Scientists Leeds and the universities of California in San Diego found that changes in the direction of Earth’s magnetic field may occur 10 times faster than previously thought. This was reported in an article published in the journal Nature Communications.

the Researchers analyzed data on changes of Earth’s magnetic field over the past 100 thousand years and combined them with a model of field generation. It turned out that the fast changes are associated with a local weakening of the magnetic field. This indicates that changes occur or when the field changed polarity, or when the axis of the dipole moved away from the geographical poles. For example, 39 thousand years ago the geomagnetic field was shifted by 2.5 degrees, which was accompanied by a weakening of the field strength off the West coast of Central America.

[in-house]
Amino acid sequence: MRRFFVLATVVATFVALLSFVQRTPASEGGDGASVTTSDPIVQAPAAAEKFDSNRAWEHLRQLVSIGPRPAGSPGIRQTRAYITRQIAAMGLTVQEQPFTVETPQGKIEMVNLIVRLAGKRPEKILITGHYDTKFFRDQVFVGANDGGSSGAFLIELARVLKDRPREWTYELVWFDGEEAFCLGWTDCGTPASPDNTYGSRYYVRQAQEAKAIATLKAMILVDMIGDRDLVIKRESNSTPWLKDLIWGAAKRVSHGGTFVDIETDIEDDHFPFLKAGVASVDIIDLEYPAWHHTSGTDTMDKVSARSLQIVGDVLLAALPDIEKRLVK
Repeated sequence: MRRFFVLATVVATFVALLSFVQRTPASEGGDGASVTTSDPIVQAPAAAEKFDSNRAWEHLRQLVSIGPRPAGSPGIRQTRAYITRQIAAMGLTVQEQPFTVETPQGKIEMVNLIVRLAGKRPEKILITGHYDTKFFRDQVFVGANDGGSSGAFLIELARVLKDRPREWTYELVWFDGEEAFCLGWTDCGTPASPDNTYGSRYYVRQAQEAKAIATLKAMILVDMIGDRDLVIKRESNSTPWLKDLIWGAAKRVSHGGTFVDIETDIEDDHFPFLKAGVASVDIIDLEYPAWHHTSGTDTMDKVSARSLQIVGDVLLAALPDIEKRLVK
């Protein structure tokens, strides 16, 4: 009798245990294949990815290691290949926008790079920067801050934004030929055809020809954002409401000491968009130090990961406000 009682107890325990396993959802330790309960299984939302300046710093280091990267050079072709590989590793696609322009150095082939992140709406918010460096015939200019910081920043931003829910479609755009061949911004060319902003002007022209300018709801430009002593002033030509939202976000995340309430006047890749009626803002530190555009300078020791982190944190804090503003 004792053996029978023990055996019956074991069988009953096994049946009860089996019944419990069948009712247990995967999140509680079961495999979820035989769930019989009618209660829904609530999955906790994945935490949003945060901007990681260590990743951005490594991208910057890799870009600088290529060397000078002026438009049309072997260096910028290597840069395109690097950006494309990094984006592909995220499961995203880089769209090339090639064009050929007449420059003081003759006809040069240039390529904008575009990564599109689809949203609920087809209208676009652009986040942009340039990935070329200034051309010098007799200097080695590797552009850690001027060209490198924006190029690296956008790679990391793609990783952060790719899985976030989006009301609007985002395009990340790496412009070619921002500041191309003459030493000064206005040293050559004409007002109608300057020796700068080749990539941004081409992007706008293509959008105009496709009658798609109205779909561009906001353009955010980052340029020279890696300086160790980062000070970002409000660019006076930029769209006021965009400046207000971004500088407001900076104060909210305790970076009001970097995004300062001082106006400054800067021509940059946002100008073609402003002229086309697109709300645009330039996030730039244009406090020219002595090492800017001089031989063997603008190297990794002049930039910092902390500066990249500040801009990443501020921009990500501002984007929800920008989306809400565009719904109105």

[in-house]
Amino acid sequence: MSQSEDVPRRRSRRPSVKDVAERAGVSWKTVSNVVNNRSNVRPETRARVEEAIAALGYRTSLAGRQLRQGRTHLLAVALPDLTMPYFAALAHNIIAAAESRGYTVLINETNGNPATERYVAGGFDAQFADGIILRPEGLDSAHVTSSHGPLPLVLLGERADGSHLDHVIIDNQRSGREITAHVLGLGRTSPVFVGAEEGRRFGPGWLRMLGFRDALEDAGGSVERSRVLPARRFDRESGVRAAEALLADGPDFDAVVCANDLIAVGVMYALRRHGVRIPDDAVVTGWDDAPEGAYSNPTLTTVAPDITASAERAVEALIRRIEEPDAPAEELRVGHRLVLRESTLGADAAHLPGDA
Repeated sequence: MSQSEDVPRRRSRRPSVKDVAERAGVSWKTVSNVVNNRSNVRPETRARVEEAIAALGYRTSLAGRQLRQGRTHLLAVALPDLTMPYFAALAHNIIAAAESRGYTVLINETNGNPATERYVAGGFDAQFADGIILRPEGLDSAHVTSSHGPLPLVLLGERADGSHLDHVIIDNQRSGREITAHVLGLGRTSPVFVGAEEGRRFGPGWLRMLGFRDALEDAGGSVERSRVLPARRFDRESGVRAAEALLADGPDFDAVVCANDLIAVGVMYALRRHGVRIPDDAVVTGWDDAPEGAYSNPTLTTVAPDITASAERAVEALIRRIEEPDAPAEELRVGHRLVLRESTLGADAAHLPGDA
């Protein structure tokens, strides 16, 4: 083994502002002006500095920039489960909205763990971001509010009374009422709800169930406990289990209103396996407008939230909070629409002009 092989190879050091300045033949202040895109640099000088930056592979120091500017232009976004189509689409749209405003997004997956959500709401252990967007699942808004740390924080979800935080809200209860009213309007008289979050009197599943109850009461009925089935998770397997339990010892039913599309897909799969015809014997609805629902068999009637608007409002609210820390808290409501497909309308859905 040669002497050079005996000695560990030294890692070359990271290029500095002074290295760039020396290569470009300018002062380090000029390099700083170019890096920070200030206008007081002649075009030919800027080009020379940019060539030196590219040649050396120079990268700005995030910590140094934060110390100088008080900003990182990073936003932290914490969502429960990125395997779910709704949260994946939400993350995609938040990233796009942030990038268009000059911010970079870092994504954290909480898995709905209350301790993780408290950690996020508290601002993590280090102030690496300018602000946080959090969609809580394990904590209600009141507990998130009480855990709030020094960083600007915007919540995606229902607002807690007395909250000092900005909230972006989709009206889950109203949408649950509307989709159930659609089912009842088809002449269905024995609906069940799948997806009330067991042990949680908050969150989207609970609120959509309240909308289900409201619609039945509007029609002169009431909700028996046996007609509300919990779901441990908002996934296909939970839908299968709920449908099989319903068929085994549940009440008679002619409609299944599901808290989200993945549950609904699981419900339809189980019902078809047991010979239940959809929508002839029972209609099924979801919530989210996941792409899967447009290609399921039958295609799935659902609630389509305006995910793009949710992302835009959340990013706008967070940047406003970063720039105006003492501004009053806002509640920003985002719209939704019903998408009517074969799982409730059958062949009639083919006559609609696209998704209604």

it was thought that the maximum displacement speed of the magnetic field is one degree per year, but, according to new data, the speed may reach a record ten degrees per year, which is a hundred times faster the current changes.

the Magnetic field due to the convection flows of the molten metal in the outer core of the Earth. As shown by the simulation results, the most rapid changes are associated with the occurrence of areas where the metal flow is directed in the opposite direction. These spots often form in low latitudes, and this allows scientists to narrow down the search for evidence of field change.